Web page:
Food is more than just fuel. Your diet can help fight disease and keep you looking and acting younger. How you eat throughout your life can help predict how well you age. A healthy diet for men includes:
The four nutrients your young body needs the most:
Whole grains provide rich amounts of nutrients, fiber and glucose -- your body's primary energy source. Reap most of your glucose from whole grains, rather than refined grains, such as white flour, for improved weight weight management, disease prevention and energy. Examples of nutrient-rich whole grain foods include 100 percent whole grain breads and cold cereals, whole wheat pasta, long-grain brown rice, wild rice, old-fashioned or steel-cut oatmeal, barley soup, quinoa and air-popped popcorn. When purchasing whole grain breads and cereals, check ingredient lists on food packaging to ensure that whole grains are listed as main ingredients.
Protein provides amino acids -- the building blocks of lean tissue. Protein-rich foods also promote cognitive function, tissue repair and muscle growth, particularly if you exercise. Opt for low-fat protein sources, such as low-fat dairy products, and consume red meat infrequently for improved heart-health and overall wellness. Nutritious protein-rich food options include low-fat yogurt and milk, skinless chicken and turkey breasts, egg whites, fish, beans, lentils and tofu. Cold-water fish, such as salmon, albacore tuna, halibut and sardines, provide omega-3 fatty acids, which support cardiovascular health and brain function. To keep keep the saturated fat content of fish and poultry low, use low-fat cooking techniques, such as broiling and baking over frying most often.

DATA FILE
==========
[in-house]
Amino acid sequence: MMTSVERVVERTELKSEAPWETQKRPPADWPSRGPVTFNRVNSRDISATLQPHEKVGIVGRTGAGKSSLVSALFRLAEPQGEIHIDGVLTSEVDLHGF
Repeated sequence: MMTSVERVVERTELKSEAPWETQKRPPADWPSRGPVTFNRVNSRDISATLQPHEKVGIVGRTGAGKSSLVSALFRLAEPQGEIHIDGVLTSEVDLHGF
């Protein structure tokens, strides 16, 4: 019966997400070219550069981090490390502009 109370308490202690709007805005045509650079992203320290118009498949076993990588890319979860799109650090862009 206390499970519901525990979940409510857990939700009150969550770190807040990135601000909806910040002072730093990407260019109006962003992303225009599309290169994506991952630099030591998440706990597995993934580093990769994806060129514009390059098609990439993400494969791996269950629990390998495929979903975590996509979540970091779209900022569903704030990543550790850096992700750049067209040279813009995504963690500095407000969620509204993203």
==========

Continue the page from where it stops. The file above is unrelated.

Fruits and vegetables are prime sources of fiber, which enhances digestive function, and antioxidants, which help your body defend itself from infections and disease. Eating at least five servings of fruits and/or vegetables daily may help reduce your risk for enlarged prostate, or prostatitis, according to Jennifer Nelson and Katherine Zeratsky, Mayo Clinic nutritionists. Incorporate a variety of fresh, colorful fruits and vegetables, such as berries, oranges, red grapes, tomatoes, leafy greens, bell peppers, brussels sprouts and broccoli, into your meals and snacks regularly for maximum benefits.
In addition to omega-3 fats, unsaturated fats found in nuts, seeds, avocados and plant-based oils, such as canola and olive oils, promote positive heart health. The ADA recommends unsaturated fat sources as a useful dietary tool for preventing or reducing high blood pressure.